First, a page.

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|06MOSCOW12139||2006-10-31 14:22||2011-08-30 01:44||CONFIDENTIAL||Embassy Moscow|
DE RUEHMO #2139 3041422
ZNY CCCCC ZZH
O 311422Z OCT 06
FM AMEMBASSY MOSCOW
TO RUEHC/SECSTATE WASHDC IMMEDIATE 4704
INFO RUCNCIS/CIS COLLECTIVE PRIORITY
C O N F I D E N T I A L MOSCOW 012139
E.O. 12958: DECL: 10/31/2016
TAGS: PREL PGOV KG RS
SUBJECT: GOR DOWNPLAYS PROSPECT OF VIOLENCE IN BISHKEK
REF: BISHKEK 1532
Classified By: POL M/C Alice G. Wells. Reasons: 1.4(B/D).
¶1. (C) In an October 31 meeting, Maksim Peshkov, Director,
First CIS Department (Central Asia), attributed Kyrgyzstan's
current turmoil to the failure of the Bakiyev-Kulov "tandem"
to achieve political and economic stability. He said that
Bakiyev, representing the South, and Kulov, the North, could
have succeeded in establishing a more unified political force
in Kyrgyzstan and avoided the persistent opposition movement.
Peshkov underlined Russia's view that the change from Akayev
to Bakiyev last March did not qualify as a democratic
revolution, nor did it bring any improvement in the country's
economic situation. Now, the Kyrgyz are simply fed up. He
said the planned November 2 opposition demonstration was not
just a result of the delay in constitutional reform but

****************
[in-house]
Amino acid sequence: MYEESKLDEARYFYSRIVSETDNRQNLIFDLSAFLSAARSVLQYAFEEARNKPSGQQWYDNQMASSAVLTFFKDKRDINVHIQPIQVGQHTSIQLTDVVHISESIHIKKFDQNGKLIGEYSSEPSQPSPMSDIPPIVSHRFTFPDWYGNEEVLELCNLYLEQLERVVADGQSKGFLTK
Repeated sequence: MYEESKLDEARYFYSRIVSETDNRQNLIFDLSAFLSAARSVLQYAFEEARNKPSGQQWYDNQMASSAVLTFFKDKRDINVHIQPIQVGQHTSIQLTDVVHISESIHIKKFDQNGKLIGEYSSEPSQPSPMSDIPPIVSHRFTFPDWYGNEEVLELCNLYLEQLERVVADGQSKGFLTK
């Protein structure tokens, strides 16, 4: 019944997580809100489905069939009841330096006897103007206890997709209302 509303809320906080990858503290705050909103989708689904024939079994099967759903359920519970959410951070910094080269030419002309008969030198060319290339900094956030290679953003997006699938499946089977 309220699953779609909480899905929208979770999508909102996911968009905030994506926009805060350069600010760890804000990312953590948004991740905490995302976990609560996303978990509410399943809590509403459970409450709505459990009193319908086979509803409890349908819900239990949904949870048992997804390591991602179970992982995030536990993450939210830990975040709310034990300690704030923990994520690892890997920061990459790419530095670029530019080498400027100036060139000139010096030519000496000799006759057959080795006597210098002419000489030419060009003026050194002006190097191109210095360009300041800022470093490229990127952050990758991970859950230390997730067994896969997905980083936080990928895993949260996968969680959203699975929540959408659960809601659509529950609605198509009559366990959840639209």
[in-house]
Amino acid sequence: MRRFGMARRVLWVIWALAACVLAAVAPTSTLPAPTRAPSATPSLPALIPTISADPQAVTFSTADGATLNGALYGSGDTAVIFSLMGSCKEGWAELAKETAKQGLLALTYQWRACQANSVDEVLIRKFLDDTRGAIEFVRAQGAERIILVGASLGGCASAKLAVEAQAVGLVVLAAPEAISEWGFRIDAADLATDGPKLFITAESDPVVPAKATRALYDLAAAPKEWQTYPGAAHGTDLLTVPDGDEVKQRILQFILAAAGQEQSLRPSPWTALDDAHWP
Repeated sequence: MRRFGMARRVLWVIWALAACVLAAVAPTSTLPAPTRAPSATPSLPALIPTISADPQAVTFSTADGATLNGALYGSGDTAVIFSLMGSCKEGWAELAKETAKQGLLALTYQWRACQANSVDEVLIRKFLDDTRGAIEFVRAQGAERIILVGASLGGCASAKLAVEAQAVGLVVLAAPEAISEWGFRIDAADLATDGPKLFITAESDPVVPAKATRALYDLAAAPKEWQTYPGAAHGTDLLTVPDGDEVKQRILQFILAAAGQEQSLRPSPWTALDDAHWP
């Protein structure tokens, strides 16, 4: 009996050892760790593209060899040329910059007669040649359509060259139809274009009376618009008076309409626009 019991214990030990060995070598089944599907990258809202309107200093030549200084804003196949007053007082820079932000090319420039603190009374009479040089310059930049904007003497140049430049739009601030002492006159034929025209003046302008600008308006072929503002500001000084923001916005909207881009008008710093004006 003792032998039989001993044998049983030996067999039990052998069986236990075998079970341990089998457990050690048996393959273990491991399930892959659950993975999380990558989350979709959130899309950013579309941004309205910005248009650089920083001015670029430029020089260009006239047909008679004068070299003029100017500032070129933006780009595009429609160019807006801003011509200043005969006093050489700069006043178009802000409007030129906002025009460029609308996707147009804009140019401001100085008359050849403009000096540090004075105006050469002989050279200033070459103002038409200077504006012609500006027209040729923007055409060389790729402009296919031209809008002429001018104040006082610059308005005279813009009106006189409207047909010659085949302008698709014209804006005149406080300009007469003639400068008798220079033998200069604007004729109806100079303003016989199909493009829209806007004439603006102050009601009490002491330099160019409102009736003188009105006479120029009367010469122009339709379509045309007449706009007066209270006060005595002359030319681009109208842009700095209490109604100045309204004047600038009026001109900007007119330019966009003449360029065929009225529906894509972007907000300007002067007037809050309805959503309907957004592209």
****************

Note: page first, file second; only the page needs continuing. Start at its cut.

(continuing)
reflected overall dissatisfaction with the Bakiyev
¶2. (C) Peshkov admitted that Russia, unlike the U.S., does
not frequently engage with the opposition. He warned that
the November 2 demonstration would attract "criminal" and
"mercenary" demonstrators, who are happy to see destructive
action in their capital. He noted that fatigue with street
politics might lessen turnout. Peshkov concluded that absent
a provocation, the street protests would not turn violent.
Acknowledging dissatisfaction within security structures for
the Bakiyev government, Peshkov was quick to underscore that
this did not constitute support for the opposition. He
agreed with the U.S. message that demonstrations should be
peaceful and in accordance with the constitution and also
agreed that reform was necessary for Kyrgyzstan. Corruption,
ingrained clan politics, and the lack of resources hamper the
country's step forward. Where Russia differed with the U.S.,
he reiterated, was on the timeline for reform given the
social and cultural realities in each of the Central Asian
¶3. (C) Comment: Peshkov did not rule out the prospect that
the November 2 demonstration could turn violent, but did not
provide us with any strong feel for how Russia would react.
Lacking the means to change the situation significantly,
Moscow has usually been willing to let events take their
course while seeking protection for Russian interests.